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Vol. 54. Issue 1.
Pages 3-4 (January 2018)
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Telomere Shortening in Idiopathic Pulmonary Fibrosis
Acortamiento de los telómeros en fibrosis pulmonar idiopática
María Molina-Molinaa,b,
Corresponding author

Corresponding author.
, Lurdes Planas-Cerezalesa,b, Rosario Peronac,d
a Unidad Funcional de Intersticio Pulmonar (UFIP), Servicio de Neumología, Hospital Universitario de Bellvitge, IDIBELL, L’Hospitalet de Llobregat, Barcelona, Spain
b Centro de Investigación en Red de Enfermedades Respiratorias (CIBERES), Spain
c Instituto de Investigaciones Biomédicas «Alberto Sols», CSIC-UAM, Madrid, Spain
d Centro de Investigación Biomédica en Red de Enfermedades Raras (CIBERER), Spain
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We are currently experiencing the rapid translation of a recent investigational advance into clinical practice: telomere testing and its implications in patients with pulmonary fibrosis. Idiopathic pulmonary fibrosis (IPF) is the most prevalent fibrosing interstitial disease (13–20/100000 inhabitants) and the one with the worst prognosis.1,2 The disease is defined as familial pulmonary fibrosis (FPF) when it occurs in 2 or more individuals from the same family,1 and it is in this setting that the first studies have pointed to telomere alterations as a risk factor for pulmonary fibrosis.3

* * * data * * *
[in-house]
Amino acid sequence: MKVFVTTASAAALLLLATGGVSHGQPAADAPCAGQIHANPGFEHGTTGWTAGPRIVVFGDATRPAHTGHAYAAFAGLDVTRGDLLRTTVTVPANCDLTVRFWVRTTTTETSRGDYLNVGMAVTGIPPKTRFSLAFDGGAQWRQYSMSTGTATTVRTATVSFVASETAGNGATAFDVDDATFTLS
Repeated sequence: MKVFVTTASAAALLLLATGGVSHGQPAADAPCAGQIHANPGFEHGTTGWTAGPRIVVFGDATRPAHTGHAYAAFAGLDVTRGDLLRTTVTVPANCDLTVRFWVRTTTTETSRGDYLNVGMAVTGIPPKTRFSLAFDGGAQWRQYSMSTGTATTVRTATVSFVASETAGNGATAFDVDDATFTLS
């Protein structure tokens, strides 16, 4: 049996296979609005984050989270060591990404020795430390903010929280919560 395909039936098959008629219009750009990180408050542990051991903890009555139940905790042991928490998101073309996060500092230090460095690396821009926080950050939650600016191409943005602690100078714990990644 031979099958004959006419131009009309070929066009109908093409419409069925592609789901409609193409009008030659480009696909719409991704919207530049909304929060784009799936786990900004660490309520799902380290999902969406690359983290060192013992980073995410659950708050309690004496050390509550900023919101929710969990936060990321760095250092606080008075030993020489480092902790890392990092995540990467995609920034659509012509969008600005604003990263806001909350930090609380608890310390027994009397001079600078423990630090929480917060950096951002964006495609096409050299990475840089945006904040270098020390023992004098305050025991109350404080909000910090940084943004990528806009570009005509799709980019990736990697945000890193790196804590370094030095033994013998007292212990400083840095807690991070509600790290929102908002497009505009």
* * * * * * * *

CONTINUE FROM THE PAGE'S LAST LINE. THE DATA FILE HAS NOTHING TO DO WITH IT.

At the beginning of the 21st century, Selman et al. reported that the pathogenesis of pulmonary fibrosis was based on changes in tissue repair after alveolar damage; several profibrotic pathways and mediators prevent reepithelialization, perpetuating the damage and culminating in the invasion of the alveolar space by a proliferative matrix tissue that lacks respiratory functionality.4,5 The regulation of some of these profibrotic mediators led to the first antifibrotic treatments capable of slowing disease progression.2 However, we are as yet unable to stop this fatal degenerative progress, nor can the lung recover its reparative capacity to improve or cure the disease.2,5 An understanding of why the tissue does not repair itself is essential if we are to prevent the perpetuation of the process. Recent studies in this area have pointed to accelerated aging and cellular reprogramming abnormalities as a source or cause of the reparative changes.6 It is common knowledge that newborns regenerate, repair and restore damaged tissues to their original functional status, and that this ability reduces physiologically with age, to the point that a simple fracture in an elderly person is frequently associated with functional loss and even fatal complications. One of the mechanisms closely related with the physiological process of aging is progressive telomere shortening.6 In diseases typically associated with accelerated aging and genetic instability due to premature telomere shortening, such as congenital dyskeratosis, pulmonary fibrosis develops spontaneously after the first decade of life.7